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Opened 8 weeks ago

Last modified 8 weeks ago

#43162 new enhancement

Deleting a site from a multisite network leaves orphaned database tables and files

Reported by: bluep92877 Owned by:
Milestone: Awaiting Review Priority: normal
Severity: normal Version: 3.0
Component: Networks and Sites Keywords: 2nd-opinion
Focuses: multisite Cc:


Looking at the table structure of a typical multisite install, I see that tables for individual sites within the network are prefixed with wp_{siteid}_ tablename. When I delete a site from the from the network, all standard WP tables for that particular site ID are deleted; however, several plugin tables are not.

As well, looking at the uploads/sites directory, the directory for that site (represented by its ID) is also still there along with all its files (media and other uploads).

an earlier ticket:30673 suggested that this should be caught when uninstalling a plugin from the master site. But, I'd have to disagree. Most uninstall scripts use a type of {TABLEPREFIX} before its table names. This would delete the tables for every site in the network, wouldn't it? and that's not what the goal would be.

Aside from the plugin issue are the media files that are also orphaned. Media file uploads is part of core, and that's not something a plugin author could approach.

When deleting a site from the network, this is irrevocable. Wordpress even create an extra confirmation page upon delete saying so just to make sure. If that's the case, and this is by design, what's the point of keeping these extra files and tables if they are never going to be used again?

Shouldn't all site specific db tables and all files in the uploads directory be deleted when a site is deleted? Or, perhaps as an enhancement, on the Delete Site confirmation page, could we have two checkboxes: "1) delete all tables associated with this site" and "2) delete all files associated with this site"

Currently I have a script setup to alert me as to when a site is deleted. I then open up a cli to manually delete the db tables for that install, and then its files from the uploads directory. This doesn't feel like the intended workflow to handle the orphaned elements of the site.

Change History (2)

#1 @mdifelice
8 weeks ago

Hello. I do think that when you uninstall a plugin it will only delete the tables that it created for that specific site. Of course it depends on the plugin, and whether the plugin was network activated or only activated on the specific site.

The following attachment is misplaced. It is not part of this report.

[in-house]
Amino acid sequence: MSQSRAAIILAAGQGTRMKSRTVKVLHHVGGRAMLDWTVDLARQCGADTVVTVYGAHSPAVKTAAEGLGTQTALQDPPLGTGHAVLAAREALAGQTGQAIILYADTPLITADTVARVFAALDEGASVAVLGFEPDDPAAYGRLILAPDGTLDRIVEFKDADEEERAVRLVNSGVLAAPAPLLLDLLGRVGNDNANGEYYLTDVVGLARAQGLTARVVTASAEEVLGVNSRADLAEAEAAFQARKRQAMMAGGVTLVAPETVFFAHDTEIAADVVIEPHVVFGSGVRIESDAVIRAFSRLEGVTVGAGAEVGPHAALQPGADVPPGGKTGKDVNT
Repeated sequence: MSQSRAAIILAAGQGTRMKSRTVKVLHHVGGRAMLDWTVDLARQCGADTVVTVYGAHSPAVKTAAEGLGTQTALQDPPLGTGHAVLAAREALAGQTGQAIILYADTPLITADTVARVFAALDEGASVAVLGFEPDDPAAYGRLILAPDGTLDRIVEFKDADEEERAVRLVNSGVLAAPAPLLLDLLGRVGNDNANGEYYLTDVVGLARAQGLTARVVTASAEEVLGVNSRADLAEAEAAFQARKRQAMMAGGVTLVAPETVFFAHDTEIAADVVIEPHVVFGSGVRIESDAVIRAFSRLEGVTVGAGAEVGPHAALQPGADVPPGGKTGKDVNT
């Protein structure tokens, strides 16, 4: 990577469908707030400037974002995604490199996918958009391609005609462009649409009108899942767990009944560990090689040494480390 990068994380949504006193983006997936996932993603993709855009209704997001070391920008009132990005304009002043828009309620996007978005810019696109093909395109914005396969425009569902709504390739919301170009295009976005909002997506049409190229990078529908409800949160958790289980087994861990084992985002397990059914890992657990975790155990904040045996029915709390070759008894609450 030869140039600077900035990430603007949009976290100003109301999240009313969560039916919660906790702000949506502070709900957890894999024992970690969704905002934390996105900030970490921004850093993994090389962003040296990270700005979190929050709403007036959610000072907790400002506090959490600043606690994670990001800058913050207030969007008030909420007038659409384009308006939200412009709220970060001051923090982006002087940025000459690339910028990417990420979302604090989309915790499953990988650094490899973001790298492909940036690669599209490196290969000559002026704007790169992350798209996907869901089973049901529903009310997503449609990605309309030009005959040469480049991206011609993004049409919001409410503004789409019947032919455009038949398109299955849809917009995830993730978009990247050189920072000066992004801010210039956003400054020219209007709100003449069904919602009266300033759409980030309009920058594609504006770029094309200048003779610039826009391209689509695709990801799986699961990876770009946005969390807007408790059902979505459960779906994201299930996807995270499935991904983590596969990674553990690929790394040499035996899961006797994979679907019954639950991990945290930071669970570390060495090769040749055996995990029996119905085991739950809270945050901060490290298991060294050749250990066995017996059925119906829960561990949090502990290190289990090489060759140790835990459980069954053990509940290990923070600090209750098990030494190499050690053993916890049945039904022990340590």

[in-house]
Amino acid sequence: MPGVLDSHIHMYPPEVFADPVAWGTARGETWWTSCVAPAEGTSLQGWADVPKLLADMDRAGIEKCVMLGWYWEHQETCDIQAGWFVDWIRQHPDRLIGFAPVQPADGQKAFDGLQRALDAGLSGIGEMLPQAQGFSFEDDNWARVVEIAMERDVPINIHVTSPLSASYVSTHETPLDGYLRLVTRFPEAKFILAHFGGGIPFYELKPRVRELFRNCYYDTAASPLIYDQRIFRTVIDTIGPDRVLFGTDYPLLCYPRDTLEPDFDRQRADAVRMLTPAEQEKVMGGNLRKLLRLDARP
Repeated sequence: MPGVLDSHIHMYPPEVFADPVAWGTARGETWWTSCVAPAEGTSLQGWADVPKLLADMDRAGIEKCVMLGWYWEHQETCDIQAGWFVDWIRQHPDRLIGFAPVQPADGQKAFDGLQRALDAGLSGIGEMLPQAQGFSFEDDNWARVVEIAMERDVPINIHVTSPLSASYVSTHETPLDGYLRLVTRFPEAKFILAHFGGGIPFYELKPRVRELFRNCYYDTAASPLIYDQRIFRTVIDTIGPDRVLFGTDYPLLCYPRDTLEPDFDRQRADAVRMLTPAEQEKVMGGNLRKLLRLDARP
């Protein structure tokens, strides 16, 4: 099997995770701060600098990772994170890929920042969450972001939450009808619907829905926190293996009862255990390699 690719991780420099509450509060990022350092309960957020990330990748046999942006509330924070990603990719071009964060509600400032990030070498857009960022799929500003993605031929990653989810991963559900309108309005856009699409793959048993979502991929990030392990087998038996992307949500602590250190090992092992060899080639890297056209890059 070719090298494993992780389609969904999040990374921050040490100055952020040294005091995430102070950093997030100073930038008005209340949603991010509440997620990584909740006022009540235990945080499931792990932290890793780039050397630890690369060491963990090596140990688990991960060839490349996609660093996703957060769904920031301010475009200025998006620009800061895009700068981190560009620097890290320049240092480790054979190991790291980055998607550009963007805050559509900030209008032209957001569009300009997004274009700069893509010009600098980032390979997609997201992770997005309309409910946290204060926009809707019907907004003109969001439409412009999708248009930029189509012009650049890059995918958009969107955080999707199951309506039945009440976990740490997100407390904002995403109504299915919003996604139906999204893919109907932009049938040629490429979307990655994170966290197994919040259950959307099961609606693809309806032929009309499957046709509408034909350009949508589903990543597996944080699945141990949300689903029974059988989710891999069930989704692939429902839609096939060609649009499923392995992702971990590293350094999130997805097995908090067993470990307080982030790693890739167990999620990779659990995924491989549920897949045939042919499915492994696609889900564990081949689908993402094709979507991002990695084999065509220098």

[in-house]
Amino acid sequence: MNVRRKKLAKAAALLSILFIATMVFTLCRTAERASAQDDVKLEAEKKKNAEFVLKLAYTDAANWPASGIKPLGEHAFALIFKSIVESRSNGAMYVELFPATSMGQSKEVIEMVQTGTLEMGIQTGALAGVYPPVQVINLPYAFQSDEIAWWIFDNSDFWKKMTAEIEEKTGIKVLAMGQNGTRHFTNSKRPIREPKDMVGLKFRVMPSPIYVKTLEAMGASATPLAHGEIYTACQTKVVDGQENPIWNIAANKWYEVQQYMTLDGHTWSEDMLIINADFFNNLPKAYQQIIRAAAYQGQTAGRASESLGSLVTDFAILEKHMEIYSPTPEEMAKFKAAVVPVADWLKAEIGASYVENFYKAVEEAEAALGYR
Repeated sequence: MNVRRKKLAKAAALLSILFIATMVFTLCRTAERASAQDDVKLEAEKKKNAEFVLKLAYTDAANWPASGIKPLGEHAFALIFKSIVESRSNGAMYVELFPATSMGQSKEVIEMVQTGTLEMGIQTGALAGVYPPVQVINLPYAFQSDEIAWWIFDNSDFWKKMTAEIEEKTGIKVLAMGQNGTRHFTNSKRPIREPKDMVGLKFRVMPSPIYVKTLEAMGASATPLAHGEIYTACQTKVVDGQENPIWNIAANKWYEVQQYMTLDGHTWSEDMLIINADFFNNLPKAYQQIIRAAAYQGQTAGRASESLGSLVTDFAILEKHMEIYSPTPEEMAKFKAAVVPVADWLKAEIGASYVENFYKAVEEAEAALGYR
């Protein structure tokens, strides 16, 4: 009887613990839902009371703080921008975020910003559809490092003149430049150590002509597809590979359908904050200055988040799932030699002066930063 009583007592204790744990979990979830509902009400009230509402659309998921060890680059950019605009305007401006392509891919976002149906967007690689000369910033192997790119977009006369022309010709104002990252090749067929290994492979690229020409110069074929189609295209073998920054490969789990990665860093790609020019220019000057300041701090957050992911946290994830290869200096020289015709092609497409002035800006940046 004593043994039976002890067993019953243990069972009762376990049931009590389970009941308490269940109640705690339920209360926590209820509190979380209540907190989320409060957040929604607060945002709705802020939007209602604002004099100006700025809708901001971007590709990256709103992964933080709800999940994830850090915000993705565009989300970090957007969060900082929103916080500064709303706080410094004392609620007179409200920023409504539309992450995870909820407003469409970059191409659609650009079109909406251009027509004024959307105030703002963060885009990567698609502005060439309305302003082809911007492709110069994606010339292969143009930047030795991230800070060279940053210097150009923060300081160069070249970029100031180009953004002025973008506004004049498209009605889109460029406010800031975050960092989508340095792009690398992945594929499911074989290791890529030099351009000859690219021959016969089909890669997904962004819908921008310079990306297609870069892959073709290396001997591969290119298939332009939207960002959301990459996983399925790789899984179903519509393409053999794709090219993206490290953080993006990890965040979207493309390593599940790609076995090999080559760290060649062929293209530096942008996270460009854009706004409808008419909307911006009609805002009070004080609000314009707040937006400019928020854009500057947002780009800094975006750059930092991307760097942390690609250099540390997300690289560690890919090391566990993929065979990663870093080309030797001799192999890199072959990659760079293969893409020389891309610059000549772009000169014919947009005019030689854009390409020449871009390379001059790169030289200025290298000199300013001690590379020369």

Either way, I think that it would be a good addition what you propose. About the tables, it would be nice if WP listed all those orphan tables before deleting the site and ask the user what to do with them: delete or keep them.

About the media files, I think that each site has a particular folder assigned to them, and simply deleting it it would remove all the associated media.

Another doubt that I have is whether WP really deletes a site or it keeps like in a hidden status. Because if that is the case the idea is that the site could be recover at any time and in those cases files and extra tables should be kept.


#2 @johnjamesjacoby
8 weeks ago

  • Keywords 2nd-opinion added
  • Type changed from defect (bug) to enhancement
  • Version changed from 4.9.2 to 3.0

Hey @bluep92877, thanks for opening this issue up, and congrats on your first ticket here on WordPress Trac.

I think you've brought up good points, and these are all areas where clarification and improvements are necessary.

Re: #30673, I agree that "uninstall" in the context of a multisite installation implies that all relevant data is removed from all sites, which seems heavy handed under most circumstances, though I can imagine why that might be necessary.

Plugins can (and should) use the wpmu_drop_tables filter to add their custom database tables to the array of tables that are dropped when a site is deleted.

Database tables and Uploads are both pretty sacred, IMO. If we are deleting one, we can safely delete the other. Dropping large database tables can be costly on the database server in a similar fashion to unlinking a directory. It looks like wpmu_delete_blog() does try to delete both the database tables and the uploads directory. Maybe something is wrong with the $drop logic, or something else is in the way?

That said, permanent deletion is so scary; I'm always hesitant to give anyone that power (even super admins.) 1 click to ruin it all is a lot of responsibility, even 2 or 3 clicks with warning signs and notices.

I think erring on the side of caution here is OK. Only delete stuff if we are 100% certain it's OK to do so, and leave it untouched if there is any doubt. This might result in orphaned tables or files, but I think that's better than blindly deleting them without explicit say-so.

I guess, now that I type this, we could (should) do a quick check on that delete-site confirmation screen that says "Here are all of the database tables this site has, and it contains 2GB of uploads. Are you sure you want to delete all of this stuff?"

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